Many non-invasive imaging techniques are available for the evaluation of patients with known or suspected coronary heart disease. Among these, computed-tomography-based techniques allow the quantification of coronary atherosclerotic calcium and non-invasive imaging of coronary arteries, whereas nuclear cardiology is the most widely used non-invasive approach for the assessment of myocardial perfusion. The available single-photon-emission computed tomography flow agents are characterised by a cardiac uptake proportional to myocardial blood flow. In addition, different positron emission tomography tracers may be used for the quantitative measurement of myocardial blood flow and coronary flow reserve. Extensive research is being performed in the development of non-invasive coronary angiography and myocardial perfusion imaging using cardiac magnetic resonance. Finally, new multimodality imaging systems have recently been developed bringing together anatomical and functional information. This article provides a description of the available non-invasive imaging techniques in the assessment of coronary anatomy and myocardial perfusion in patients with known or suspected coronary heart disease.
Coronary heart disease, non-invasive imaging, coronary anatomy, myocardial perfusion, ventricular function
Disclosure: The authors have no conflicts of interest to declare.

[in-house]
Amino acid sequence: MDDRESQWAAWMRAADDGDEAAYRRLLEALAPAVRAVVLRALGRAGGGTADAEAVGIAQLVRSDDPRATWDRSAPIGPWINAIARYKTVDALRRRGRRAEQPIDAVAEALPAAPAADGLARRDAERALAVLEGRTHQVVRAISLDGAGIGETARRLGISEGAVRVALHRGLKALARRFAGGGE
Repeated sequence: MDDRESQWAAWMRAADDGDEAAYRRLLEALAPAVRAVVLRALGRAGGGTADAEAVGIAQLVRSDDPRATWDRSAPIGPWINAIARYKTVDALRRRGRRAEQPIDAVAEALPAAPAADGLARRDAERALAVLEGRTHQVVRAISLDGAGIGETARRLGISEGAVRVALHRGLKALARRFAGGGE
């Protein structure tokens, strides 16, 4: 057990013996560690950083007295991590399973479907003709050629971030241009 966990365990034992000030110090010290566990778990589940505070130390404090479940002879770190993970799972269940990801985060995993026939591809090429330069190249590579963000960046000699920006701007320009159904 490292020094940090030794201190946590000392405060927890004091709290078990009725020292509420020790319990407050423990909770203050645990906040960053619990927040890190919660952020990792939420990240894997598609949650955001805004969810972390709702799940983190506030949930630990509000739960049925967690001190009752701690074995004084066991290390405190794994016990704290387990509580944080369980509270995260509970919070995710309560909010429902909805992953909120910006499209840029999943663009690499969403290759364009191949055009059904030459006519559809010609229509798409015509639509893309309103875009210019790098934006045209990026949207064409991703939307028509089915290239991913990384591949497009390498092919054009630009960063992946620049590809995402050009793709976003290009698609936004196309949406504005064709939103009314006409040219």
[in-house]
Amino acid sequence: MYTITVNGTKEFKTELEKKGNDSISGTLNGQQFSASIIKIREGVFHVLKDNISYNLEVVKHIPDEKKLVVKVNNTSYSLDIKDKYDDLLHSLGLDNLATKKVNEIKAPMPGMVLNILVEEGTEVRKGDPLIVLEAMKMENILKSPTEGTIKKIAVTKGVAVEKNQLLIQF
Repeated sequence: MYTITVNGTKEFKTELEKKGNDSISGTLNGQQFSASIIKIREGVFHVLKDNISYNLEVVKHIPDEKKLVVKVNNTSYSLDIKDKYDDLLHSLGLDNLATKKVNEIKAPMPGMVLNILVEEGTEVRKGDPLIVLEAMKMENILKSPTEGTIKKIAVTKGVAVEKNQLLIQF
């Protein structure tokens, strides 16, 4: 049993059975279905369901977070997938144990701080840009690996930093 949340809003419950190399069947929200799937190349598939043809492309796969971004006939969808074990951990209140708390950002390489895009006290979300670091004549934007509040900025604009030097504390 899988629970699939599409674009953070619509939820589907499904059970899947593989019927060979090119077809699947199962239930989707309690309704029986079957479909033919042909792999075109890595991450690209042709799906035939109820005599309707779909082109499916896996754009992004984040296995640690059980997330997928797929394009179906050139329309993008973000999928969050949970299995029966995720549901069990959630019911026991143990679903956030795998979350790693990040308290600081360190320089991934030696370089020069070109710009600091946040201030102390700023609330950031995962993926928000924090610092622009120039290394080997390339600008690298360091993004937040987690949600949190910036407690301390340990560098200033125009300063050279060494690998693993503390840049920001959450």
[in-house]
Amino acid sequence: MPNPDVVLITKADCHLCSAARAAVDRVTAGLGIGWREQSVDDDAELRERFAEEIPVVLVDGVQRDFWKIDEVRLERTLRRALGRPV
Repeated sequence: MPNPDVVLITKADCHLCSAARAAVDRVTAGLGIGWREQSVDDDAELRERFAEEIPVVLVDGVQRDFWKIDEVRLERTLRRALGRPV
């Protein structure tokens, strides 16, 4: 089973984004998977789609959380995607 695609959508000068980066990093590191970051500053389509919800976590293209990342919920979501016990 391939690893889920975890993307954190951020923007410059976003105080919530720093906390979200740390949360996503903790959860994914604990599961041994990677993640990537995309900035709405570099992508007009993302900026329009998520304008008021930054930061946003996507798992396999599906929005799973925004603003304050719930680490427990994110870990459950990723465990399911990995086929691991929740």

Received: 16 October 2009 Accepted: 9 December 2009
Correspondence: Alberto Cuocolo, Department of Biomorphological and Functional Sciences, University Federico II, Via Pansini 5, 80131 Napoli, Italy. E: email@example.com
The application of nuclear medicine techniques to cardiology is based on the identification of the functional consequences of coronary stenoses, i.e. of myocardial ischaemia. In nuclear cardiology, the evaluation of myocardial perfusion with single-photonemission computed tomography (SPECT) is the most commonly performed procedure. The SPECT study is currently performed with electrocardiogram (ECG) gating, which enables a simultaneous evaluation of myocardial perfusion and left ventricular function. Nuclear medicine techniques play an important role in the non-invasive diagnosis of coronary heart disease (CHD) and enable the identification of patients at high risk of cardiac events to be guided towards the appropriate therapy.
Coronary angiography is the reference standard for the evaluation of the coronary arteries, for both its high spatial and temporal resolution and the possibility for percutaneous revascularisation procedures. However, although morbidity derived from angiography-related complications is low, the invasiveness of the technique and its relatively high costs has orientated research towards non-invasive coronary imaging modalities.
In recent years, intensive research effort has been invested in the development of cardiac computed tomography (CT), a technique able to measure coronary calcium and obtain information related to coronary tree anatomy. In addition, the development of hybrid systems (dual-modality imaging) offers the possibility of co-registration of anatomical data obtained from CT and functional information from SPECT or positron emission tomography (PET) in a single procedure.